Be able to fulfill that promise with a solid purpose of time day after day after day and you will have a team who will follow you to the ends of the earth. A team who will jump into the fire with you and compete with every fiber of their being. A team who will believe in your purpose and wrap themselves heart and soul with it. A team with complete trust in you as a coach; a trust that weaves its way through every member of the team.

  • THAT is the point of critical mass.
  • THAT is when the fun starts.
  • THAT is the magic of sports.

And it all starts with TIME.

Wooden_hourglass_3

Leave a comment

Filed under Coaching, Rants, Training

Your Purpose 2Q

“Great dreams aren’t just visions, they are visions coupled to strategies for making them real.” – Astro Teller, X (formerly Google X)

Early in my football coaching career, probably my second or third year, I did one of the most asinine things I ever did as a coach. It was the first week of summer conditioning. A good part of the CCCHS summer conditioning program was my baby. It was a huge responsibility. It was a responsibility I did not take lightly. It was my primary purpose.

I did the work. All year. Researched, read papers, visited K-State Strength Coach Rod Cole, watched videos, etc. ad nauseum to 99.99% of the population. I tried to put together the best program for our kids with the equipment we had or what could be scrounged up or made by the wizard-skills of Coach Lane. It was, a vision coupled with a strategy.

  • Our purpose was to physically hit the opponent like a cannon shot every, single play.
  • Our strategy was to develop the explosive power necessary to generate the force to hit the opponent hard every, single play. In a nutshell, F = ma.

So, the plan was set. We had a good start to the first week. The kids had listened well and picked up on the plan. Sure, there was whining and moaning and even some groaning, but if you’re a coach and you’re not getting some of that appropriately directed complaining, you may reevaluate how you are challenging your kids. I was feeling good. I was riding high.

We show up for the Thursday workout. 6:30 AM. We go through warm-ups. The kids come into the weight room, split off in their Bullets, Bricks, and Bubbas groups, and get to work. Next came the asinine, Coach Hays incident. It started with an innocent tap on my shoulder. I turn and there stands an innocent, young freshman holding a half-inch stack of dot-matrix printer paper and looking down at the ground to avoid all eye contact.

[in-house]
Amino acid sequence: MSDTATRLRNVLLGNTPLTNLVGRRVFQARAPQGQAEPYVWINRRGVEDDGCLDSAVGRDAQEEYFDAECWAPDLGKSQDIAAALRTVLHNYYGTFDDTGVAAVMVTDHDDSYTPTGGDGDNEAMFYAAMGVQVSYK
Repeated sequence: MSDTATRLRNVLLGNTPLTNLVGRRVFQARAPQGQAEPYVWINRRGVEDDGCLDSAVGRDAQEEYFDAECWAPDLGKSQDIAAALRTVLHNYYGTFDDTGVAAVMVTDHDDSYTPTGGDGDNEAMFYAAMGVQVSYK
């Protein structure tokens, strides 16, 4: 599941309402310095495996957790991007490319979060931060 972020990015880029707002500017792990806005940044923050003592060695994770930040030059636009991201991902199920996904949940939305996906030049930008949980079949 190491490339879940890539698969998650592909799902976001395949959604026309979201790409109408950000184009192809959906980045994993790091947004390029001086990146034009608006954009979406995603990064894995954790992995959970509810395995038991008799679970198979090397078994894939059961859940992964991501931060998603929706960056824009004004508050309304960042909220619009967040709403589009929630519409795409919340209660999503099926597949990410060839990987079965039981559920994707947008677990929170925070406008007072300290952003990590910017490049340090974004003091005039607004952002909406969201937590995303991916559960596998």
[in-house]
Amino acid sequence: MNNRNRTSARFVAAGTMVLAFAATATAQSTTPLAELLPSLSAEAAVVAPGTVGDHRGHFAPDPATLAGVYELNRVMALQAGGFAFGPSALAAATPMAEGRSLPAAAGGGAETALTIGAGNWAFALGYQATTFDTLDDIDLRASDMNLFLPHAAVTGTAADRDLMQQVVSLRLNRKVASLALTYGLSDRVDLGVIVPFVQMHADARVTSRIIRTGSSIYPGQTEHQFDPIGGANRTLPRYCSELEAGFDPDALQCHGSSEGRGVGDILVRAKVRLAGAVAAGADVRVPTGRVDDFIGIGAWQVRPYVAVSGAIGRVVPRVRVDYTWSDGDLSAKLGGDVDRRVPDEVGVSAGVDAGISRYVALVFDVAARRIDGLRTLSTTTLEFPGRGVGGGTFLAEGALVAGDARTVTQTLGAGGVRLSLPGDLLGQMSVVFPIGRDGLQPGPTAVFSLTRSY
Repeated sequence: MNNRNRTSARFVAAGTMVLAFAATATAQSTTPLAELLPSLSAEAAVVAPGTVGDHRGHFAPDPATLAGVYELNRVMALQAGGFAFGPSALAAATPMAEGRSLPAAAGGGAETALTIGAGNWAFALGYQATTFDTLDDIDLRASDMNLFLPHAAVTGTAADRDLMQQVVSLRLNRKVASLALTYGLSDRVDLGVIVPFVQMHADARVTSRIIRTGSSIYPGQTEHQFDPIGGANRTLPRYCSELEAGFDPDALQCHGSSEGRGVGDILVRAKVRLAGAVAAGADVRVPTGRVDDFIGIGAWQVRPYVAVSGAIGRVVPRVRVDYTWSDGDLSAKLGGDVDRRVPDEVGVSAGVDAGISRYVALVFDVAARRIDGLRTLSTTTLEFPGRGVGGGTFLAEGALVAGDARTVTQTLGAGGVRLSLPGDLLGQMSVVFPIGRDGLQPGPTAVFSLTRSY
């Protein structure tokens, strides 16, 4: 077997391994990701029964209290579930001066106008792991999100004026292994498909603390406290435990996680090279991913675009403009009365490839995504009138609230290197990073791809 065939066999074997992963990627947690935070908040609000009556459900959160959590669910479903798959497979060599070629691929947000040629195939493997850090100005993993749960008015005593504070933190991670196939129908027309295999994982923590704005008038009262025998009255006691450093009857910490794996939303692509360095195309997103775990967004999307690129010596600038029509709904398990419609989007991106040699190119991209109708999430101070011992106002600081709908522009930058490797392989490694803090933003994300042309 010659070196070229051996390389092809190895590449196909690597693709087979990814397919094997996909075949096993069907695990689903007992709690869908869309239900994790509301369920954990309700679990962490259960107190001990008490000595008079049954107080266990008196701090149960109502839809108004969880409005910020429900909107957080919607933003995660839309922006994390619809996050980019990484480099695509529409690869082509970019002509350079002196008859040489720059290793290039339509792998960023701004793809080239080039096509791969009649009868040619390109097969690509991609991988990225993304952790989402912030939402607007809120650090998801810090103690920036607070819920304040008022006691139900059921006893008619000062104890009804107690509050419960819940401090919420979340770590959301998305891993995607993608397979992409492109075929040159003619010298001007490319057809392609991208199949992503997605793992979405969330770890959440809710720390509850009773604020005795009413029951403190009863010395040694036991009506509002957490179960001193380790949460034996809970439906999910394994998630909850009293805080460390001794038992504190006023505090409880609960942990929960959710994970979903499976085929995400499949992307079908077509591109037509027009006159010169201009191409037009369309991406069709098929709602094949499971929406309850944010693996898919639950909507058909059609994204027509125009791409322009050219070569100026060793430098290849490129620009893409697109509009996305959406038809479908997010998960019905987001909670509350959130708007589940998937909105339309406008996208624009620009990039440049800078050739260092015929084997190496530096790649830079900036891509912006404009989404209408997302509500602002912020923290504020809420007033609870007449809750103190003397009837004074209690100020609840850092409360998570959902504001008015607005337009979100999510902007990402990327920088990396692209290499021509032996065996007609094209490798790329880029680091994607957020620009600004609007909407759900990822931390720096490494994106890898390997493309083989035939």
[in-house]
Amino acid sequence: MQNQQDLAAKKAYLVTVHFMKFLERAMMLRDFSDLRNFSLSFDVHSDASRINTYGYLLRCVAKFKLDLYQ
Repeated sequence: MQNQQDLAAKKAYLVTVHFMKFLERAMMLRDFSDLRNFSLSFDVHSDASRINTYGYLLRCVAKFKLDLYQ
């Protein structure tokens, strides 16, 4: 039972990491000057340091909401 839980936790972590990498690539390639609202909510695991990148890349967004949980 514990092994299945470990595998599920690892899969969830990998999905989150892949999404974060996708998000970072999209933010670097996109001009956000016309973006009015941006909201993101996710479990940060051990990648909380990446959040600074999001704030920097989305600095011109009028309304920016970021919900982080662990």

“Yes?” I ask the young man.

He pushes the stack of papers toward me and mutters, “My mom told me I need to do this workout.”

“Oh, really.”

“Yeah, she found it on the internet.”

I nod and take the papers. With the young man still standing there, I take one step forward and ceremoniously drop the internet-found road to athletic glory into the trash receptacle. I then address the bug-eyed, jaw dropped to his navel, freshman.

“Tell your mother where your workout ended up”

He had that distinct look of someone who was about to pee their pants.

“Also, tell her we know what we’re doing. Now go get to work.”

He released a slow sigh of relief, smiled, and joined his workout group. Not a word was heard on that issue again.

Take-home lesson:

  • Have a purpose that is backed up by a solid plan.
  • TRUST the plan.
  • SELL the plan to your people.

Also, don’t be a jackass in the process…unless it’s totally necessary.

Great dreams need a vision.

Plate

Note: That young freshman turned out a pretty damn good athlete in the long run—even without the collective intellect of internet weightlifting workouts. Excellent football player, state-caliber wrestler, all-around good (and ornery) guy, and very successful adult family man/businessman.

1 Comment

Filed under Coaching, Rants, Training